Something awesome that I didn’t find out about until I was finishing up the install on Mavericks is that you can copy files/data over to the new install if you are installing Mavericks on another HD or partition in the same computer! So what I ended up doing was creating a new install, copying the data over, and I was all set! It allowed me to ensure that I always had a working copy of OSX to use.
I made the switch to OSX and have been running Lion for nearly a year and a half now. I had skipped over Mountain Lion because I didn’t want to go through the hassle of upgrading everything. After a little debating about whether to upgrade to Mavericks, I decided to go for it because I didn’t want to fall too many versions behind and I also wanted some of the small things like the updated Calendars and the compressed memory! I figured it wouldn’t be a cake walk though and so I decided to install it on another HD I had been using before attempting to upgrade my existing Lion install (I was pleasantly surprised to find I had the ability to copy data from Lion to Mavericks after installing it on the partition though!)
Some problems I ran into
- Using Unibeast to put the installer on the partition I was to install Mavericks on. I figured it would be easier so I didn’t need to worry about using a USB drive. When I booted up and selected the partition it started to spin the apple wheel, but then it clonked and restarted. After a few failed attempts at this I decided to follow the instructions online and use a flash drive In retrospect this wouldn’t have worked anyway because you need to have a clean formatted HD to install it on.
- The monitor would go black after selecting the USB drive to boot from. I solved this by unplugging my second monitor that was using the VGA port and to just use the HDMI port.
- I could not load up Mavericks without using these flags on install “GraphicsEnabler=Yes PCIRootUID=1 -v -f”. (The -v turns on verbose mode, it lets you see what it is doing as it installs so you can use it to debug if it failes. The -f forces the it to load the kexts directly and to now use a cache. GraphicsEnabler=Yes tells OSX it is ok to play around with the graphics settings to try and get ideal settings. I have not figured out exactly what the PCIRootUID=1 does, but I believe it has something to do with enabling/disabling the PCI slot and/or permissions to the PCI slot the graphics card is using.
- No mouse and keyboard once you get to the installer? I had originally selected the ‘Legacy Support’ option in Unibeast so that my USB drives would work since I have an 1156 socket motherboard. That wasn’t working and suggestions online were to not select that and copy over the DSDT file from the Lion install that it did work on.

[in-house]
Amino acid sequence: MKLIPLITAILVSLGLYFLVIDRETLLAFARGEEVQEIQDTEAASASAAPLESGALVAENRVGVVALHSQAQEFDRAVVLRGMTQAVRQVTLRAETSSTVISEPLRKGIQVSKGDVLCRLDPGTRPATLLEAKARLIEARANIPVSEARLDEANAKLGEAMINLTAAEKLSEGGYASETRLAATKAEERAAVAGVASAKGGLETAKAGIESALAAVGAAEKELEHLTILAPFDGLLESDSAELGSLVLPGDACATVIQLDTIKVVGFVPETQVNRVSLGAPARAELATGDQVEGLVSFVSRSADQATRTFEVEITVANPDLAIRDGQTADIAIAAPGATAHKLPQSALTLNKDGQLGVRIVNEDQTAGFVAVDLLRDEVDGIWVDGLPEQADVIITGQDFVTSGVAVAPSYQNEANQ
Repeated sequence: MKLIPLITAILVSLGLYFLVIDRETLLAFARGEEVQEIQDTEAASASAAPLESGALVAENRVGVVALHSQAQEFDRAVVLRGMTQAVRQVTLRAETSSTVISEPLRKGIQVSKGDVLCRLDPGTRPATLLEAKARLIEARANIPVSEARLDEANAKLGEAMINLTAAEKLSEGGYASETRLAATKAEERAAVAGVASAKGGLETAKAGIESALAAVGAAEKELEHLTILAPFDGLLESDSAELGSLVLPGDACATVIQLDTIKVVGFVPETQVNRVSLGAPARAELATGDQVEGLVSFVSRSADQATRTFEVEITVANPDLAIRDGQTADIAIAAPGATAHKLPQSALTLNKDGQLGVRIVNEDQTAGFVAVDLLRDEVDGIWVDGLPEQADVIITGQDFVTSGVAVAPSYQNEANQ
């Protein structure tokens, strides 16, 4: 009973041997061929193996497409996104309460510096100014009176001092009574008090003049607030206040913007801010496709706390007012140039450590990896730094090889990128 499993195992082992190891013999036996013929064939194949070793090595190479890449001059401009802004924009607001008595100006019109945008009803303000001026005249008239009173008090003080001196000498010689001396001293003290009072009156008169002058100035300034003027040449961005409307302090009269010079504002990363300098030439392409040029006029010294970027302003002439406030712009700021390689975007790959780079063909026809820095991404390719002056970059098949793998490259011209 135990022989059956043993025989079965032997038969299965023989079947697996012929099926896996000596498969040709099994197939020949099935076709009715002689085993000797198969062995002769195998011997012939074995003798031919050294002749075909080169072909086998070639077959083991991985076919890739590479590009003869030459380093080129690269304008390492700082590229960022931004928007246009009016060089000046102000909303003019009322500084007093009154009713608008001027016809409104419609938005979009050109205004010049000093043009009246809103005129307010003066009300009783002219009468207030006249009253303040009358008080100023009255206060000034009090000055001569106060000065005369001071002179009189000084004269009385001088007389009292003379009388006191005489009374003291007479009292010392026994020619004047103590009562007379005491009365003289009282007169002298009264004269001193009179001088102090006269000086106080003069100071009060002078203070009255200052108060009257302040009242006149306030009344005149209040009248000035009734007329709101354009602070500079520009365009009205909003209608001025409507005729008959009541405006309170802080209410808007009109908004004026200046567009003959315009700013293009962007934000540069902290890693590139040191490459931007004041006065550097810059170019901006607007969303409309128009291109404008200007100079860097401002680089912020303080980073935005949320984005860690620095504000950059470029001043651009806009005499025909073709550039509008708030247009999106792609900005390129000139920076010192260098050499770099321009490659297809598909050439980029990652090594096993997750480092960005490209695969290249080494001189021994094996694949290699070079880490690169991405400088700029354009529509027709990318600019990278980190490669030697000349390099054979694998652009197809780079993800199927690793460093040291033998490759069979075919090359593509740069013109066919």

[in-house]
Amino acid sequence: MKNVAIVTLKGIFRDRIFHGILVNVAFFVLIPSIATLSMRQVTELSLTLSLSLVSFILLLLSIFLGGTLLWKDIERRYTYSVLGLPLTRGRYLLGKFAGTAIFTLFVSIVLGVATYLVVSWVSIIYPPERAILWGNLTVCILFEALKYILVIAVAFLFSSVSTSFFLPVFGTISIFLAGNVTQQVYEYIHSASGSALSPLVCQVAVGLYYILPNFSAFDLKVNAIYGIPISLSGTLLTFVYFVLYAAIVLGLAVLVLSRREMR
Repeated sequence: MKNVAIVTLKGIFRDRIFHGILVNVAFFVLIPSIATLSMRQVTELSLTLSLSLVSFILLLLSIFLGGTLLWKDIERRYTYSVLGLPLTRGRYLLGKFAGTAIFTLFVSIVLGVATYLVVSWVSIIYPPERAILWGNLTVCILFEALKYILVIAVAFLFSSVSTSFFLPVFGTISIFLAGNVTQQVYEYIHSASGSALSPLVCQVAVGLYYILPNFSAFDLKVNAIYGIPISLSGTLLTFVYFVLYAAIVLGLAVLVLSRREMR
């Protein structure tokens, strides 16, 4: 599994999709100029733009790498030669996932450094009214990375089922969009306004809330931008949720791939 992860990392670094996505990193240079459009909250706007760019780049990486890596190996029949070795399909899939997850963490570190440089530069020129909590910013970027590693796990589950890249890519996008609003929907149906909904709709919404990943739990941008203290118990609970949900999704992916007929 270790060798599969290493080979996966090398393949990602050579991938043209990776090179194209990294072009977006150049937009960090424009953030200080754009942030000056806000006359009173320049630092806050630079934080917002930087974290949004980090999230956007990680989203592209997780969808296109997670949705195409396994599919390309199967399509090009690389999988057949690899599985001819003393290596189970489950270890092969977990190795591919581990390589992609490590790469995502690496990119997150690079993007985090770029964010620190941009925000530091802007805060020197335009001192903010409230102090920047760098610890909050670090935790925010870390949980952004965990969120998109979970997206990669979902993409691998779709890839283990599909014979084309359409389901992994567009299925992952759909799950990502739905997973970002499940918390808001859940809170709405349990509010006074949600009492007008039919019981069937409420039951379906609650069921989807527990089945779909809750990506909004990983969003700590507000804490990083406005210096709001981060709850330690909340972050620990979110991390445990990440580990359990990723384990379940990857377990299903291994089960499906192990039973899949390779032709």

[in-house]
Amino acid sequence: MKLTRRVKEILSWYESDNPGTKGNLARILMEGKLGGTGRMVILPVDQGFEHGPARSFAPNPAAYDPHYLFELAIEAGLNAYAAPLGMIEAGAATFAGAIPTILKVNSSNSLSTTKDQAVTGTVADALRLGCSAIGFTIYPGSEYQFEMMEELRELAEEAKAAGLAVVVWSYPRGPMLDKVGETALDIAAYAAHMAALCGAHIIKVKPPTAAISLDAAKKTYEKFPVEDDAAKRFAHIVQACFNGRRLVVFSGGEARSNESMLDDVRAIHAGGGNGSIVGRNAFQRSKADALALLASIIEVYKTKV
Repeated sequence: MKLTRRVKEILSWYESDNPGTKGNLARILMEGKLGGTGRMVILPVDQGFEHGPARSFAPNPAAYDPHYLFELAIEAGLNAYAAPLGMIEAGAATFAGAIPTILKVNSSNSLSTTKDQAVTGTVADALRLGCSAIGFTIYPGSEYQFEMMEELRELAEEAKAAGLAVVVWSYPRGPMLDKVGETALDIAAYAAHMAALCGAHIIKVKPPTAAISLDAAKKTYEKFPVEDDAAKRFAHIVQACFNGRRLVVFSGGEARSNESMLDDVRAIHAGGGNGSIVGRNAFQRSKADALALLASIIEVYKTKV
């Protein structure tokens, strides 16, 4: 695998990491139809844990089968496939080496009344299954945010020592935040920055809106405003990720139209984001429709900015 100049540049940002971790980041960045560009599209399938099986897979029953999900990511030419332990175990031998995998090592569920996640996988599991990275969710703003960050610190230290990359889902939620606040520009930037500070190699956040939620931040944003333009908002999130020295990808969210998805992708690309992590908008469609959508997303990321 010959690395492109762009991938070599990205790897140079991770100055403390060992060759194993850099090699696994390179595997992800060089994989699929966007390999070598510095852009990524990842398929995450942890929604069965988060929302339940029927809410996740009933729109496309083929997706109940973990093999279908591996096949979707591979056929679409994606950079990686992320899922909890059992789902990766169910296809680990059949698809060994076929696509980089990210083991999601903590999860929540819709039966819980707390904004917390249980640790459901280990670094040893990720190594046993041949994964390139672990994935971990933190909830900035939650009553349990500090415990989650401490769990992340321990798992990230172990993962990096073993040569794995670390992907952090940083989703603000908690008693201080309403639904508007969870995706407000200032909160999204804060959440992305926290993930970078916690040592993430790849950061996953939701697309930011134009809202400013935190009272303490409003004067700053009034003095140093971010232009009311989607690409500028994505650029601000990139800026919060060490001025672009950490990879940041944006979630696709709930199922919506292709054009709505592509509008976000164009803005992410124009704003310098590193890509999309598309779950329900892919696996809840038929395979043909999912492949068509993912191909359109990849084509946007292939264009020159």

My final process was to:
- Create a bootable USB using Unibeast.
- Copy the DSDT file from /Extra/ into the /Volumes/USBDRIVENAME/Extra/ directory.
- Restart and boot into the installer with the following flags “GraphicsEnabler=Yes PCIRootUID=1 -v -f”
- Format the HD I want to put Mavericks on to use the GUID EXT format.
- After install it asks you to restart. It should bring you to a bootloader where you should pick the new HD you installed Mavericks onto. Use the same flags from step 3 when booting.
- Copy data if you want to from another OSX install or proceed to the next step.
- If you haven’t already grab a copy of MultiBeast
- Once you load into OSX you should open up MultiBeast and do the ‘Quick Start’. If you have an existing DSDT file that worked for you, you can import that or you can stat from scratch. Work your way through the settings and adjust as needed. If something doesn’t work when you restart you can open it back up and look around for anything you may have missed related to the device malfunctioning.
- (Possible) I had a last step you may not have if you are not installing mavericks on a different HD than your current install. After I installed Mavericks and restarted (and removed the USB bootloader) I tried booting up and every time I selected Mavericks it would start to load and then crash and the computer would restart. After a little bit of going in circles and redoing MultiBeast it clicked that the issue may be the bootloader. I realized I was still using the old bootloader I had installed with Lion. So what I did was install a new bootloader on the Mavericks HD and set that to be the first HD in the boot order. After I did that and restarted it booted up perfect!
My parts list
(I didn’t upgrade anything from my Lion install, so these are all 2+ year old parts)
- Intel Core i5-760 Processor 2.8 GHz 8 MB Cache Socket LGA1156
- Thermaltake Silent 1156 CLP0552 92mm CPU Cooler For Intel Socket LGA1156
- Seagate Barracuda 7200.12 ST31000528AS 1TB 7200 RPM 32MB Cache SATA 3.0Gb/s 3.5″ (eventually I will make the leap and buy an SSD…)
- XFX HD-465X-ZDF2 Radeon HD 4650 1GB 128-bit DDR2 PCI Express 2.0 x16 HDCP Ready Video Card
- GIGABYTE GA-H55-USB3 LGA 1156 Intel H55 HDMI USB 3.0 ATX Intel Motherboard
- Mushkin Enhanced Silverline 6GB (3 x 2GB) 240-Pin DDR3 SDRAM DDR3 1333 (PC3 10666) Desktop Memory Model 998768
- CORSAIR TX Series CMPSU-650TX 650W ATX12V / EPS12V SLI Ready CrossFire Ready 80
– When my monitor went black and I was reading about other causes one of the predominant ones was that the graphics card was being used instead of the onboard graphics. So if it still isn’t working for you, try removing the graphics card and using the onboard one.
Some of the sites I used to help me debug my issues: